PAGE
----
Saturday, November 05, 2016

Research Is Good. And Research Is Bad.

I've read a lot of marketing articles that praise the use of A/B testing, and other research methods to raise conversion levels on ads and emails. This is a great way to evaluate design effectiveness, and objectively design marketing pieces that produce sales. The downside is that the data is often interpreted incorrectly. There's a logical and statistical fallacy that occurs many times in the marketing world. It's called post hoc ergo propter hoc.

This just means that we assume the results after an action are caused by that action. For example, someone may observe a reaction to a color or placement which is better than the reaction to a different color or placement. That person can conclude that the reason for this is the color and placement itself caused the reaction. This is a mistake. True, we can probably get great initial results according to the research testing — and most conversion experts agree that it doesn't always matter why. However, it does matter why if we really want an accurate understanding of our audiences' reactions to a design approach.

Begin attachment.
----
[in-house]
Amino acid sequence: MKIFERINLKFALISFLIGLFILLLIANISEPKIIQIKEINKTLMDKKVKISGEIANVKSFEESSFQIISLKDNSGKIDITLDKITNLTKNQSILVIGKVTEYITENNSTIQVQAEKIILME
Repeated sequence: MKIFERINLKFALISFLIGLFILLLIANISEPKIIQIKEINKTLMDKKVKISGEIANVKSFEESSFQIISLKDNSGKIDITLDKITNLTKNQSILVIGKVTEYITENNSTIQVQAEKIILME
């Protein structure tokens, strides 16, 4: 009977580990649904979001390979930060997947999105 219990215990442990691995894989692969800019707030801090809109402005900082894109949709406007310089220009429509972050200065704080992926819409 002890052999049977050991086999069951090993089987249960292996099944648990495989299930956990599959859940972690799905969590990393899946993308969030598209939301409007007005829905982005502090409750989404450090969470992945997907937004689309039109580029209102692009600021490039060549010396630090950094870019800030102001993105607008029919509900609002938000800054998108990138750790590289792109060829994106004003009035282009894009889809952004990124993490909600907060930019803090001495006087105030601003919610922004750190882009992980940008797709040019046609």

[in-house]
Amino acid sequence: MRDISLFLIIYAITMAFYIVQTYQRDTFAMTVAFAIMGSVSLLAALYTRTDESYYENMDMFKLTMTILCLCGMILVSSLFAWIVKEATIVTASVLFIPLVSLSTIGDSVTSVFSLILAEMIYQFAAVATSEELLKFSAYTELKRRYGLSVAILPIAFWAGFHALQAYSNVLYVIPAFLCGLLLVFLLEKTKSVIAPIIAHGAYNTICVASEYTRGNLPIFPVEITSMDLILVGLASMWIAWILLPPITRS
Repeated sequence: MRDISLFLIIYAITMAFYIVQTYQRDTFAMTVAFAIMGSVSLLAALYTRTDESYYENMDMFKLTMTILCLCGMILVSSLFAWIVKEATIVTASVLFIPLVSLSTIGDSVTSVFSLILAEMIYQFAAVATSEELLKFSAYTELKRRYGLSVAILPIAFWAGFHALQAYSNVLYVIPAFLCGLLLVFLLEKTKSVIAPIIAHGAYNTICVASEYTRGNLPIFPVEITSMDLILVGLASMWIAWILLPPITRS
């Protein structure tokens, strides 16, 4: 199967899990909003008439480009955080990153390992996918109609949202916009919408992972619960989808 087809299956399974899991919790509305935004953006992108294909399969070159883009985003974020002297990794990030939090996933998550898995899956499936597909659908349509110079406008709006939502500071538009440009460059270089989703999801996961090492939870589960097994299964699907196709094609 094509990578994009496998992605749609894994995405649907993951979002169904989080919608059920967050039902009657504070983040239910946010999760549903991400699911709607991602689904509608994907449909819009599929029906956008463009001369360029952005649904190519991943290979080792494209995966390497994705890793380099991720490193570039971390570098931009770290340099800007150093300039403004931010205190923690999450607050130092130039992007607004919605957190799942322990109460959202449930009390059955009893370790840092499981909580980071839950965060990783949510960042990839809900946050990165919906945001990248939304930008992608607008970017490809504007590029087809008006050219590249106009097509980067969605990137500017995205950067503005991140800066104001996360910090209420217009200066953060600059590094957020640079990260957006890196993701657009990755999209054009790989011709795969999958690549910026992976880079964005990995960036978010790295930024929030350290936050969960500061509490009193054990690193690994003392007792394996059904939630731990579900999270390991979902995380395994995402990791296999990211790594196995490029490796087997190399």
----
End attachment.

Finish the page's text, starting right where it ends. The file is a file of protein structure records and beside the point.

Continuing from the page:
For example, someone may conclude that red buttons are just better for conversion rates. And making the button big, placed "above the fold", and adding a bit of animation will get more clicks than a light blue button. But what isn't said is that there are other factors influencing the results, namely context. Often the colors, text, content, and design surrounding the button has a bigger influence than the button itself. And consider the context of the messaging and calls-to-action. Hard sell pitches can be perceived more negatively for some non-profits than an optimistic message and design. Of course this assumption should be tested, but now we are testing the right things — rather than disembodied design elements.

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